Excerpt: Marianne Is Watching

Deborah Bauer is an associate professor of history at Purdue University Fort Wayne. Her book, Marianne Is Watching (Nebraska, 2021), is new this month.

Introduction

Baroness Lucie von Kaulla was an ambitious young woman from Austrian high society who married, and later divorced, a French army officer named Theodore Jung. With beauty and charm, she moved through Paris’s fashionable circles, mingling with Russian aristocrats, and eventually became the lover of former French war minister General Ernest de Cissey. Her connection to de Cissey thrust her into the public eye in 1880, as allegations of stolen military secrets passed along to German Chancellor Bismarck rocked the French public. Accusations lobbed against the former war minister rested on the foolishness of his following his libido and thereby “delivering France to Prussia,” while the press directed the majority of its vitriol against the loose and devious Jewish Austrian woman who had seduced de Cissey to profit France’s enemies. In spite of the publicity and harsh rhetoric aimed at her, Kaulla herself was never prosecuted, and, in fact, the police officers who had been watching her for years conceded that they never discovered any proof of her practicing espionage. Moreover, high-ranking intelligence officials within the French army denied that any documents had even gone missing. These facts, however, did not stop sensation-seeking newspapers, fictional detective stories, or even twenty-first-century historical accounts from reciting the tale of Kaulla’s transgressions. The reason the case garnered so much attention was its subject: the scourge of German espionage, unleashed by a power-hungry Kaiser in the guise of an alluring, independent, foreign woman.

The practice of intelligence and counterintelligence had only recently become an official and permanent feature of the French state, yet the presence of new institutions irrevocably altered society during the anxiety-ridden fin de siècle. Accounts of espionage, in particular, regularly made headlines in France at the turn of the twentieth century, with the veracity of charges seemingly a secondary concern. The importance, for avid readers, was that authorities worked to see French secrets guarded at the same time as they strove to uncover the secrets of foreign nations. The Baroness von Kaulla was just one individual among many who aroused the suspicion of a paranoid public, recently alerted to the dangers of foreign espionage and eager to assist professionals in protecting France by identifying the sorts of people viewed as most likely to inflict harm. The establishment of professional intelligence organizations in France at the end of the nineteenth century played a vital role in the emergence of a fear-driven surveillance state. Thanks to the creation of a body of “experts” able to locate and interpret secret or hidden information, France’s new intelligence agencies helped shape ideas of a society under threat and in need of protection, thus securing a place for intelligence practices serving both offensive and defensive purposes as France struggled to assert its place in the world.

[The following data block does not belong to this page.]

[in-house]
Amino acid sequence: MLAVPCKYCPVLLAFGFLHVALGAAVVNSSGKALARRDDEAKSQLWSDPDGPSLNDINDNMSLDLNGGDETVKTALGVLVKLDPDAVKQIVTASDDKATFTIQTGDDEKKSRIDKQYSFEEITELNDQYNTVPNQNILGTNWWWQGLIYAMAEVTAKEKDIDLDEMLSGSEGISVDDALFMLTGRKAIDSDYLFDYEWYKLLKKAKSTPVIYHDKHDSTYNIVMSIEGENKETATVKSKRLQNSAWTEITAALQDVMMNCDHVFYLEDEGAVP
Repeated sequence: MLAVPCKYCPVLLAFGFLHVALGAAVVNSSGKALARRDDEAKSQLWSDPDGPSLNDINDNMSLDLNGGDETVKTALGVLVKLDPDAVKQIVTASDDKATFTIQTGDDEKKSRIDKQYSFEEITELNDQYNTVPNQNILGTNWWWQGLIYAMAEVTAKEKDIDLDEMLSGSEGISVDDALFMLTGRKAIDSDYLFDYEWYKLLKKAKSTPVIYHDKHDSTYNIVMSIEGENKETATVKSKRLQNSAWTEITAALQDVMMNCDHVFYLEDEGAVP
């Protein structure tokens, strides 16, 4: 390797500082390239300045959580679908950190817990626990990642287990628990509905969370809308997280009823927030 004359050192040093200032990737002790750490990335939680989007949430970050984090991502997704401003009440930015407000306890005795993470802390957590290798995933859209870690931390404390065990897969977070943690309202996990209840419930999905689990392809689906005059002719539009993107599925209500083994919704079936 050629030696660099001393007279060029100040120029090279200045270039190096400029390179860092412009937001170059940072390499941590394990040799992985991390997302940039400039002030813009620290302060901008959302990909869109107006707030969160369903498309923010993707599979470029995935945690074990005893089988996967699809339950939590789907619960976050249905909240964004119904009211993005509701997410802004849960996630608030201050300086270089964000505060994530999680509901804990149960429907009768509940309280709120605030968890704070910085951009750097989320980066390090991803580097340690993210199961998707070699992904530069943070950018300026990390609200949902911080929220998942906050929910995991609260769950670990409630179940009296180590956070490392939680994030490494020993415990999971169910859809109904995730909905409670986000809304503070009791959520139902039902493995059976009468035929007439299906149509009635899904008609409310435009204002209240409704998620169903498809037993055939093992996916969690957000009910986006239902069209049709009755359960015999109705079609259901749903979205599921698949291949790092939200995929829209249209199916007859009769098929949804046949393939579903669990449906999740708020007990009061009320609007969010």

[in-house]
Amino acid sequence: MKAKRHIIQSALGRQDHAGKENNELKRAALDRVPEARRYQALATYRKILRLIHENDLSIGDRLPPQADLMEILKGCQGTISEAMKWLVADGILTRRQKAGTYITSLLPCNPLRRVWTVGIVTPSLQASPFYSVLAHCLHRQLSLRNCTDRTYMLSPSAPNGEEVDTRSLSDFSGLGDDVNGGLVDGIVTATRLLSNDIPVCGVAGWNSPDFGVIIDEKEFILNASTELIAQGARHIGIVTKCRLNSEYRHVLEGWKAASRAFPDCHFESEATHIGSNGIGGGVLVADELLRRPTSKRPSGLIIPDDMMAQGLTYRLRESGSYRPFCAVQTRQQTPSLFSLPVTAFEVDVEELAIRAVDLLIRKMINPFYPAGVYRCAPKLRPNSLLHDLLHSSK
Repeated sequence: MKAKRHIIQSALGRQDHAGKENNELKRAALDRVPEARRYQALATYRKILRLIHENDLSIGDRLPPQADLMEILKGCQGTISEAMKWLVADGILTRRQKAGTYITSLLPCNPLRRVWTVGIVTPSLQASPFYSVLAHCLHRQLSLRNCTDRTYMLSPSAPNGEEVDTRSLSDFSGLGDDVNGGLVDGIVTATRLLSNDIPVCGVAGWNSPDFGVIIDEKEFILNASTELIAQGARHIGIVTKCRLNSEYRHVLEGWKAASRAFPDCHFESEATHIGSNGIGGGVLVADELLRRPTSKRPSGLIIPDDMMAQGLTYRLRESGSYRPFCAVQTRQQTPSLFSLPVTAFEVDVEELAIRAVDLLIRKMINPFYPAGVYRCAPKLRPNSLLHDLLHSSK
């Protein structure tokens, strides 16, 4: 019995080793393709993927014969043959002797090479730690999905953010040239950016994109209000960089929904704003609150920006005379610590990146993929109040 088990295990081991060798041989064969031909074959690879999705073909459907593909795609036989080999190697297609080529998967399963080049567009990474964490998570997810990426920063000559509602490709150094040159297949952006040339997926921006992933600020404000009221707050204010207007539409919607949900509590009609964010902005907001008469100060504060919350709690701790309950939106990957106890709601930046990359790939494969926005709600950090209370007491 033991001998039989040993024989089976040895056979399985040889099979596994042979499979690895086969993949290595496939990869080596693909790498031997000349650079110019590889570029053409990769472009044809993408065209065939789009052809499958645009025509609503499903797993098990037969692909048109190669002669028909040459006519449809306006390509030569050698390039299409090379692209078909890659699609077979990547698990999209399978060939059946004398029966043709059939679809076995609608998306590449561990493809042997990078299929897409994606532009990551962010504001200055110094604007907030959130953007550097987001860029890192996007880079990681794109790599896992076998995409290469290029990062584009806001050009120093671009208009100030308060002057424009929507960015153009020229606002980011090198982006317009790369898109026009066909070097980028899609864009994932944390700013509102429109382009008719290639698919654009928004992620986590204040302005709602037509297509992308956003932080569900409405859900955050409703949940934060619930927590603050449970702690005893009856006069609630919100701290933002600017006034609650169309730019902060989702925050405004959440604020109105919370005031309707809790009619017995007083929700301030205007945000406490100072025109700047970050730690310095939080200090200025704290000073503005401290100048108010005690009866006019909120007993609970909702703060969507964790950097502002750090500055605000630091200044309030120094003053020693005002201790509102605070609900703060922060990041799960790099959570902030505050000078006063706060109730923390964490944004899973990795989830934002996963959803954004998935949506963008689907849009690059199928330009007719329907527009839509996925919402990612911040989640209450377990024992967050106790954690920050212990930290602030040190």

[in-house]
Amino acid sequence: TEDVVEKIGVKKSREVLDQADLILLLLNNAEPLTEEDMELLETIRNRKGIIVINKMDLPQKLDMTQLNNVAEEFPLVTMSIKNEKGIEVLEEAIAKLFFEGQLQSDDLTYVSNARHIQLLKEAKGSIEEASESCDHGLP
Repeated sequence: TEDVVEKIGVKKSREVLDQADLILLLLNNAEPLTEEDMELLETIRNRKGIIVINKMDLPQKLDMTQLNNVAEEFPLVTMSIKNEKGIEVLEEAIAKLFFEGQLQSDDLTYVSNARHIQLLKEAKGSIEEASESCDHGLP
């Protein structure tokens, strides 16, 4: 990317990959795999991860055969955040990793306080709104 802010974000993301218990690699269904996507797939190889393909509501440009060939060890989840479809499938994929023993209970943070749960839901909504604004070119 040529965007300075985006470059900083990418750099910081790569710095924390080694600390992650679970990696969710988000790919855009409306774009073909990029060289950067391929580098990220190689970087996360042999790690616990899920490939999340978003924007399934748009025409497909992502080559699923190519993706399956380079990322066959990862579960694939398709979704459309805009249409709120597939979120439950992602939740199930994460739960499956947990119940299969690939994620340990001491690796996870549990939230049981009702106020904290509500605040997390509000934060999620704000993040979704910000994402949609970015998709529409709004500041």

Whereas the histories of espionage, intelligence, and reconnaissance date back millennia, the first official intelligence agency in France came into existence with the army’s reorganization in the wake of defeat in the Franco-Prussian War (1870–71). In the years that followed, French operatives practiced in several countries in a variety of contexts. One French agent faked illiteracy to gain access to the quarters of the German military attaché in Paris; another fooled one of Bismarck’s top spies into spilling trade secrets; French officers paid informers to discover Italian schemes in North Africa; and yet another agent, convicted of espionage, used technical cunning to escape from a German prison. Meanwhile, French counterintelligence teams apprehended and convicted individuals undeniably spying against France.

Operating domestically, in Europe, and around the globe, information gathering developed into a vital tool for an increasingly apprehensive state, fearful of both internal and external enemies. Given that this period coincided with the permanent instantiation of republican rule itself, questions arise about how professional institutions devoted to secrecy emerge within a democracy, as well as what the course of their development means to a state and society. The answers reveal a story about the growth of institutions, and one in particular—professional intelligence—that was able to develop and expand because of the way it portrayed its critical role as protector of the nation and its people. Professional intelligence agencies aimed to defend, yet they inadvertently contributed to an atmosphere that ostensibly required additional defense. Ultimately, the creation of such agencies during this period caused more harm to the nation than it prevented, by encouraging and perpetuating fear and allowing the exclusion of those individuals and groups characterized as potential spies.

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